TEST CATALOG ORDERING & RESULTS SPECIMEN HANDLING CUSTOMER SERVICE EDUCATION & INSIGHTS
Test Catalog

Test ID: HGH    
Growth Hormone, Serum

Useful For Suggests clinical disorders or settings where the test may be helpful

Diagnosis of acromegaly and assessment of treatment efficacy when interpreted in conjunction with results from glucose suppression test

 

Diagnosis of human growth hormone deficiency when interpreted in conjunction with results from growth hormone stimulation test

 

This test is not intended for use as a screen for acromegaly.

 

This test has limited value in assessing growth hormone secretion in normal children.

Clinical Information Discusses physiology, pathophysiology, and general clinical aspects, as they relate to a laboratory test

The anterior pituitary secretes human growth hormone (hGH) in response to exercise, deep sleep, hypoglycemia, and protein ingestion. hGH stimulates hepatic insulin-like growth factor-1 and mobilizes fatty acids from fat deposits to the liver. Hyposecretion of hGH causes dwarfism in children. Hypersecretion causes gigantism in children or acromegaly in adults.

 

Because hGH levels in normal and diseased populations overlap, hGH suppression and stimulation tests are needed to evaluate conditions of hGH excess and deficiency; random hGH levels are inadequate.

Reference Values Describes reference intervals and additional information for interpretation of test results. May include intervals based on age and sex when appropriate. Intervals are Mayo-derived, unless otherwise designated. If an interpretive report is provided, the reference value field will state this.

Adults

Males: 0.01-0.97 ng/mL

Females: 0.01-3.61 ng/mL

Reference intervals have not been formally verified in-house for pediatric and adolescent patients. The published literature indicates that reference intervals for adult, pediatric, and adolescent patients are comparable.

 

For SI unit Reference Values, see International System of Units (SI) Conversion

Interpretation Provides information to assist in interpretation of the test results

Acromegaly: For suppression testing, normal subjects have a nadir human growth hormone (hGH) concentration  below 0.3 ng/mL after ingestion of a 75-gram glucose dose. Patients with acromegaly fail to show normal suppression. Using the Access ultrasensitive hGH assay, a cutoff of 0.53 ng/mL for nadir hGH was found to most accurately differentiate patients with acromegaly in remission from active disease with a sensitivity of 97% (95% CI, 83%-100%) and a specificity of 100% (95% CI, 82%-100%).(1)

 

Deficiency: A normal response following stimulation tests is a peak hGH concentration above 5 ng/mL in children and above 4 ng/mL in adults. For children, some experts consider hGH values between 5 ng/mL and 8 ng/mL equivocal and only GH peak values greater than8 ng/mL as truly normal. Low levels, particularly under stimulation, indicate hGH deficiency.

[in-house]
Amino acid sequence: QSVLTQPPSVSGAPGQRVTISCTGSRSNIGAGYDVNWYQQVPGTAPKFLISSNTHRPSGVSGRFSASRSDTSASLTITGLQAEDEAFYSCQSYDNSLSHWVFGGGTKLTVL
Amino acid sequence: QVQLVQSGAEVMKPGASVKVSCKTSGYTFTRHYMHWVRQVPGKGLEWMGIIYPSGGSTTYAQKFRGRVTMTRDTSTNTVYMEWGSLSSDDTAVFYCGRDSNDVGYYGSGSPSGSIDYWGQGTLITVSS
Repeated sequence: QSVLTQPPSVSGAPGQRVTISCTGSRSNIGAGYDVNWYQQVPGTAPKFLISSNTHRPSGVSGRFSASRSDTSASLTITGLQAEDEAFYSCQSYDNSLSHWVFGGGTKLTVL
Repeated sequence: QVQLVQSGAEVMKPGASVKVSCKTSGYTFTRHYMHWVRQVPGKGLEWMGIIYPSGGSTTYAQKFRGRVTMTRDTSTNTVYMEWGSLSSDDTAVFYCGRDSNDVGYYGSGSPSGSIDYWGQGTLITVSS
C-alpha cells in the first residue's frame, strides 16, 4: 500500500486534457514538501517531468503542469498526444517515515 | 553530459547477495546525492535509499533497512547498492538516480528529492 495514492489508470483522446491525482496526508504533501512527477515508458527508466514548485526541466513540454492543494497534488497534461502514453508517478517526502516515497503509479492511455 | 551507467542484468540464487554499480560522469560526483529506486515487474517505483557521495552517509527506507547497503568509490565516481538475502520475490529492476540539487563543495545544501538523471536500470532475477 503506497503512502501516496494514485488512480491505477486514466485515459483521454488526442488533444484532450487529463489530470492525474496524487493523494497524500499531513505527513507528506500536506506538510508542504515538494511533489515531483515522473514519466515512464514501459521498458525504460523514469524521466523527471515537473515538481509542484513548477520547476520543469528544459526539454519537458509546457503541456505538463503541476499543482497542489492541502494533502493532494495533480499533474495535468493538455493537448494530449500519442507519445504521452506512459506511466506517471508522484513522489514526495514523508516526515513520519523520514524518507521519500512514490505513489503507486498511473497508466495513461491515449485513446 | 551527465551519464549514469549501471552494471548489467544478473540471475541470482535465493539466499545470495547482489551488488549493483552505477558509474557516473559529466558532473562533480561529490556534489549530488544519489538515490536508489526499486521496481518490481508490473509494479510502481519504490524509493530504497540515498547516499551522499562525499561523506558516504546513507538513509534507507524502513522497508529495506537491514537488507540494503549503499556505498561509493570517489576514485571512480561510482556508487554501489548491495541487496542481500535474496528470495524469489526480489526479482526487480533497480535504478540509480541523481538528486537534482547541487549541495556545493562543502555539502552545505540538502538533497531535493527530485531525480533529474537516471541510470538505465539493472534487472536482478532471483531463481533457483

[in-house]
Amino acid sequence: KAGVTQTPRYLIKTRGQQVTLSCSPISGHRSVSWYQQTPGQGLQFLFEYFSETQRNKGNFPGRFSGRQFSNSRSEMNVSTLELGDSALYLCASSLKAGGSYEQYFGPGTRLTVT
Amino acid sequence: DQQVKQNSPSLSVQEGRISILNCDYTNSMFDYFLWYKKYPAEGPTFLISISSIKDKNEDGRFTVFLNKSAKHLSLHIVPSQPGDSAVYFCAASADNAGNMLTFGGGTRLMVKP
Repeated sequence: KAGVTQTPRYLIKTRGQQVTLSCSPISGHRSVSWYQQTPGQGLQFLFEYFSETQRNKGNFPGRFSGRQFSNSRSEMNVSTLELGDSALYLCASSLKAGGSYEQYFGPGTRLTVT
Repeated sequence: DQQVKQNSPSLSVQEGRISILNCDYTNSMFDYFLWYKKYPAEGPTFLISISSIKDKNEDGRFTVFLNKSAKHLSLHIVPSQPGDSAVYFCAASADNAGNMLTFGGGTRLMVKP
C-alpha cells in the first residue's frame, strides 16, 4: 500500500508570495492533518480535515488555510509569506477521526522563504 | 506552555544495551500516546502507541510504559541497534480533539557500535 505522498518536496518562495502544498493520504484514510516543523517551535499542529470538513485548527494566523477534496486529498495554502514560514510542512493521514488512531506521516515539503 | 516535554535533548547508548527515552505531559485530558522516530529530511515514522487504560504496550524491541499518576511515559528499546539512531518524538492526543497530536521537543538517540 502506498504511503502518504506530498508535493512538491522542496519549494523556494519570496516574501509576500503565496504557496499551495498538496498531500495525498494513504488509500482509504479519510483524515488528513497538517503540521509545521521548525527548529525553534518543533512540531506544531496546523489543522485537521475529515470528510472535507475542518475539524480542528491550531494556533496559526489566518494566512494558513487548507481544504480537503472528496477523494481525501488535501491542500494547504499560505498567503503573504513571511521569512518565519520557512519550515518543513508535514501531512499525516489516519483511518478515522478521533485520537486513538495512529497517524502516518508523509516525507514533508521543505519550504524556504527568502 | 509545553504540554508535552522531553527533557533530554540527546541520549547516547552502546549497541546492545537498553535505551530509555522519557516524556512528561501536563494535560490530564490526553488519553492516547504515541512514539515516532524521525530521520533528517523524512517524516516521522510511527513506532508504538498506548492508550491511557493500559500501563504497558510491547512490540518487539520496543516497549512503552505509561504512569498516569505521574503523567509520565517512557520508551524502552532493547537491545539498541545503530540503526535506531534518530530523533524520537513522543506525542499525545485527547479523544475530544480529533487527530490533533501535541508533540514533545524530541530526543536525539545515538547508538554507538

Cautions Discusses conditions that may cause diagnostic confusion, including improper specimen collection and handling, inappropriate test selection, and interfering substances

As the hGH test has limited value in assessing growth hormone secretion in normal children, IGF1I / Insulin-Like Growth Factor 1, Serum is recommended as the first test for assessing deficient or excess growth during childhood and adolescent development. IGF1 reference intervals for Tanner stages are available. Suspected causes of dwarfism should be diagnosed with the aid of provocative testing.

 

Elevated levels of human growth hormone indicate the possibility of gigantism or acromegaly, but must be confirmed with stimulation and suppression testing.

 

Growth hormone is secreted in surges; single measurements are of limited diagnostic value.

Clinical Reference Recommendations for in-depth reading of a clinical nature

1. Bancos I, Algeciras-Schimnich A, Woodmansee WW, et al: Determination of nadir growth hormone concentration cutoff following oral glucose tolerance testing using the Beckman Coulter ultrasensitive growth hormone assay patients with newly diagnosed acromegaly, acromegaly in remission, and healthy subjects. Endocr Pract 2013 Jun 27:1-26

2. Camacho-Hubner C: Assessment of growth hormone status in acromegaly: what biochemical markers to measure and how? Growth Hormone IGF Res 2000;10 Suppl B:S125-299

3. Nilsson AG: Effects of growth hormone replacement therapy on bone markers and bone mineral density in growth hormone-deficient adults. Horm Res 2000;54 Suppl 1:52-57

4. Strasburger CJ, Dattani MT: New growth hormone assays: potential benefits. Acta Paediatr 1997 Nov;Suppl 423:5-11

5. Okada S, Kopchick JJ: Biological effects of growth hormone and its antagonist. Trends Mol Med 2001Mar;7:126-132

6. Veldhuis JD, Iranmanesh A: Physiological regulation of human growth hormone (GH)-insulin-like growth factor type I (IGF-I) axis: predominant impact of age, obesity, gonadal function, and sleep. Sleep 1996;19:S221-224

7. Melmed S: Pathogenesis and diagnosis of growth hormone deficiency in adults. N Engl J Med 2019 Jun 27;380(26):2551-2562. doi: 10.1056/NEJMra1817346